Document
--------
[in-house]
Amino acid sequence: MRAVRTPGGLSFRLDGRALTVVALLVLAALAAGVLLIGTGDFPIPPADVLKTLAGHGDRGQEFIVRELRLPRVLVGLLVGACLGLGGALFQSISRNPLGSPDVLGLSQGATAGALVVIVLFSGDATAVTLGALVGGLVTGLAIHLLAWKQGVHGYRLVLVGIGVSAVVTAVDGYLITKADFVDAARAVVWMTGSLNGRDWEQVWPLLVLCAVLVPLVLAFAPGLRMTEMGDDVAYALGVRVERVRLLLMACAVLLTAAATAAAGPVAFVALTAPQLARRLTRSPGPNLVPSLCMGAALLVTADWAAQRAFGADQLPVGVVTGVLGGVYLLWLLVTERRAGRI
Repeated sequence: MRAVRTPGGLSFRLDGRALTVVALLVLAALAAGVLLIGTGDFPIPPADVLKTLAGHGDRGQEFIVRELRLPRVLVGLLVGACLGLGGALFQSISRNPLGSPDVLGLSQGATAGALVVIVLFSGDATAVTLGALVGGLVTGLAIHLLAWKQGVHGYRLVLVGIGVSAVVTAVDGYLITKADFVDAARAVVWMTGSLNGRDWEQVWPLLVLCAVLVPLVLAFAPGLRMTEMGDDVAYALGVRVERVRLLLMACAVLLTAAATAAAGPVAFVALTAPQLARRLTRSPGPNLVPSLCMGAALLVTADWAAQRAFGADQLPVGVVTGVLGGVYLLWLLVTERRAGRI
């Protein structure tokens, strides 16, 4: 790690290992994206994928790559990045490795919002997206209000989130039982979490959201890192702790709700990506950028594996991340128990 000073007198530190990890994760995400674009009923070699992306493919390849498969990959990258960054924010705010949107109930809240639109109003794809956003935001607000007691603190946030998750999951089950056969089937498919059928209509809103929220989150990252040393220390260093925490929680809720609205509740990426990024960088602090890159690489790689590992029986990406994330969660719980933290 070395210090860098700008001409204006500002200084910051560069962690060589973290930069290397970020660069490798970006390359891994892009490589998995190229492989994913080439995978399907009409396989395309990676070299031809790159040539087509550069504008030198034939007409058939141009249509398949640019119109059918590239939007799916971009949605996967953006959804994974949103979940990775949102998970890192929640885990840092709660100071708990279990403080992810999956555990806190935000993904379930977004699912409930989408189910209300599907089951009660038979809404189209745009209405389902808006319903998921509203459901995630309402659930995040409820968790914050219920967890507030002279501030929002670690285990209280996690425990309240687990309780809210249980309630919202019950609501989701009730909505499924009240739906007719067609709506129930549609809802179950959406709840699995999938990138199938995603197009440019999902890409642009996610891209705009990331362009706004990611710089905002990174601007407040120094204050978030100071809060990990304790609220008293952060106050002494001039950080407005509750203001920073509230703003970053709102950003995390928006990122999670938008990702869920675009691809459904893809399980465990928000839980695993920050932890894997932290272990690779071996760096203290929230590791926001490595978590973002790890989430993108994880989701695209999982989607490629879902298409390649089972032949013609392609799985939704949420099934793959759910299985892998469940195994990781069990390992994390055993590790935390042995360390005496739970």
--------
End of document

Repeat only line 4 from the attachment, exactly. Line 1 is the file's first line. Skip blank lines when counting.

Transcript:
């Protein structure tokens, strides 16, 4: 790690290992994206994928790559990045490795919002997206209000989130039982979490959201890192702790709700990506950028594996991340128990 000073007198530190990890994760995400674009009923070699992306493919390849498969990959990258960054924010705010949107109930809240639109109003794809956003935001607000007691603190946030998750999951089950056969089937498919059928209509809103929220989150990252040393220390260093925490929680809720609205509740990426990024960088602090890159690489790689590992029986990406994330969660719980933290 070395210090860098700008001409204006500002200084910051560069962690060589973290930069290397970020660069490798970006390359891994892009490589998995190229492989994913080439995978399907009409396989395309990676070299031809790159040539087509550069504008030198034939007409058939141009249509398949640019119109059918590239939007799916971009949605996967953006959804994974949103979940990775949102998970890192929640885990840092709660100071708990279990403080992810999956555990806190935000993904379930977004699912409930989408189910209300599907089951009660038979809404189209745009209405389902808006319903998921509203459901995630309402659930995040409820968790914050219920967890507030002279501030929002670690285990209280996690425990309240687990309780809210249980309630919202019950609501989701009730909505499924009240739906007719067609709506129930549609809802179950959406709840699995999938990138199938995603197009440019999902890409642009996610891209705009990331362009706004990611710089905002990174601007407040120094204050978030100071809060990990304790609220008293952060106050002494001039950080407005509750203001920073509230703003970053709102950003995390928006990122999670938008990702869920675009691809459904893809399980465990928000839980695993920050932890894997932290272990690779071996760096203290929230590791926001490595978590973002790890989430993108994880989701695209999982989607490629879902298409390649089972032949013609392609799985939704949420099934793959759910299985892998469940195994990781069990390992994390055993590790935390042995360390005496739970």